By Carl Begai
In 2016, Canada’s former Metal Queen turned rock icon Lee Aaron released what was viewed by many as her comeback album, Fire And Gasoline. Not particularly accurate in that she’s been releasing music and touring ever since she went “away” in 1996 – more on that later – but the album was in fact her first full-on rock release since 1994. Whether it was as strong as her work from the ’80s and early ’90s is a matter of taste, but Fire And Gasoline laid the groundwork and kicked open a few doors to allow for renewed interest in her career and an impressive follow-up album, Diamond Baby Blues. It’s a record that serves up no-nonsense blues-heavy rock n’ roll and shows off yet another side of Lee Aaron’s musical personality. It’s also a message that says she’s still in it for the long haul thanks to Fire And Gasoline, ready to take another bold step forward.
“It feels fantastic because I’m making records that I really love and really want to make,” Lee says of Diamond Baby Blues. “There’s no record company pressure like there used to be to create art that fits into a mold. I’m able to create art that I like and I love, and work with the people I want to work with. The biggest stressors for me these days are balancing family, my children, because they’re still in school and they need a lot of support. And not only are the navigating academia, they’re dealing with social dynamics and hormones so they really need their parents to be around. I strive to keep a balance between my personal life and music. It’s always a delicate dance. It certainly keeps your feet on the ground, it keeps you humble because just when you think you’re pretty special, you’re not (laughs).”
It turns out that Fire And Gasoline was the jump-off point for the creation of Diamond Baby Blues, but not in the traditional sense of album release / feedback / tour / feedback = renewed energy and inspiration.
“Believe it or not, this album was already recorded and mostly finished when we went on tour last summer,” Lee reveals. “We recorded it on Spring Break because everyone had some time; we went out to the studio and laid down all the bedtracks, and I had most of the vocals done before the tour. From there it was just some small things to fix up like backing vocals and extra keyboard parts. We were just so excited from the response we got for Fire And Gasoline, so I just booked some studio time and said ‘Okay, we’re going in on March Break…’ but we didn’t know what we were going to do (laughs). I talked about doing some covers that I always wanted to record, and the suggestion of doing an album of half covers, half originals came up. Then came the question of how we wanted to approach that. Some people do covers records that are an homage to a certain artist, like doing all David Bowie songs or all Led Zeppelin songs, but our idea was to take these songs we’d chosen, deconstruct them and make them our own, and we made that the template for the (original) songs we wanted to write. But, we knew we were going in more of a rootsy, hard blues direction before we even wrote the material.” Continue Reading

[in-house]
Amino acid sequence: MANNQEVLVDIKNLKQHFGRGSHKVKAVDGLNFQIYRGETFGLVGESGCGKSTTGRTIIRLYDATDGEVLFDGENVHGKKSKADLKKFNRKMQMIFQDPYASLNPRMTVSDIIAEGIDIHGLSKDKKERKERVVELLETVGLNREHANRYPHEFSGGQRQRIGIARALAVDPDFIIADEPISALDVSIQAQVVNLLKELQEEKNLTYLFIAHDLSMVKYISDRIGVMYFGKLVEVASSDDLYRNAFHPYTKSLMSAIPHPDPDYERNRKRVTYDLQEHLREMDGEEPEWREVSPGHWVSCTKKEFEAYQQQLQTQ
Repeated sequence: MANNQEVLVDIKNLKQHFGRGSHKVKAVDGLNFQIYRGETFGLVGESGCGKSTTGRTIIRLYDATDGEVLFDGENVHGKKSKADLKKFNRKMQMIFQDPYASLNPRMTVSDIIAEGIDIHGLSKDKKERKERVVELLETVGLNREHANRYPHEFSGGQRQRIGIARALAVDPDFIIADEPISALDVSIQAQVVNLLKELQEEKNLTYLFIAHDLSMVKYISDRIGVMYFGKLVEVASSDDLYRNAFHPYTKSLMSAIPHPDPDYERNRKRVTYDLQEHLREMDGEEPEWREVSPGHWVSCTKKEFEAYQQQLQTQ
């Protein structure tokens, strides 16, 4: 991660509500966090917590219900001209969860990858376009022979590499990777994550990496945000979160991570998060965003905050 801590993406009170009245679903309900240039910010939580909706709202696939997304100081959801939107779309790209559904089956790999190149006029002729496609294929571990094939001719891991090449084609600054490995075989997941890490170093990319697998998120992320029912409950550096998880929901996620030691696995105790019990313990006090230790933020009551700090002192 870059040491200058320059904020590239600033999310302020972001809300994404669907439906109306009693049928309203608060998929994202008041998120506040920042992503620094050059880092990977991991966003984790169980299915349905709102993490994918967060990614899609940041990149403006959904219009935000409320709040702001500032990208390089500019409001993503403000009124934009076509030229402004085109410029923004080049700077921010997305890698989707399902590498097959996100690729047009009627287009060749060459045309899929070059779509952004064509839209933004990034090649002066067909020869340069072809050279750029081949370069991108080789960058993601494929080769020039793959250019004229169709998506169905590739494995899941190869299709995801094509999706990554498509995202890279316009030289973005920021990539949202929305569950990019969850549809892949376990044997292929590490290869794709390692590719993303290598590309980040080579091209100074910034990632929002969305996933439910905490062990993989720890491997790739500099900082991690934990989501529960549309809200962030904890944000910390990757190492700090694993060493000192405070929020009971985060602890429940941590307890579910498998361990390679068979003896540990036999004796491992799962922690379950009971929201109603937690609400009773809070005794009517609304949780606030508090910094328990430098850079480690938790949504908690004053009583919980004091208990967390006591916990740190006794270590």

By Carl Begai
Over the course of her 30+ year career vocalist Lee Aaron has been known as the Metal Queen, a rock goddess, a jazz singer, and now she’s hailed as a Canadian music icon. There are also a couple people that call her Mom. All of these elements led to the making of her new album, Fire And Gasoline, erroneously called a comeback by some people even though she’s been active on the live front both as a rock singer and jazz artist for years. It’s a record that hints at the bulletpoints in Lee Aaron’s career but isn’t a rehash of her glory days, much to the admiration of some fans and the chagrin of others, which is the only way she knows how to fly.
During the press junket for Fire And Gasoline, Lee addressed her Metal Queen days (1984) saying in an interview that she equated the era with theater, much the same way Vincent Furnier masquerades as Alice Cooper. It’s a title she’s proud to wear even though the new album isn’t even close to being metal. Back in 2009, however, Lee expressed her disdain in a Metal Hammer interview at having been stereotyped as “metal forever” thanks to the Metal Queen image because it was “definitely a barrier to being able to move forward musically.” She’s since come to terms with that part of her career.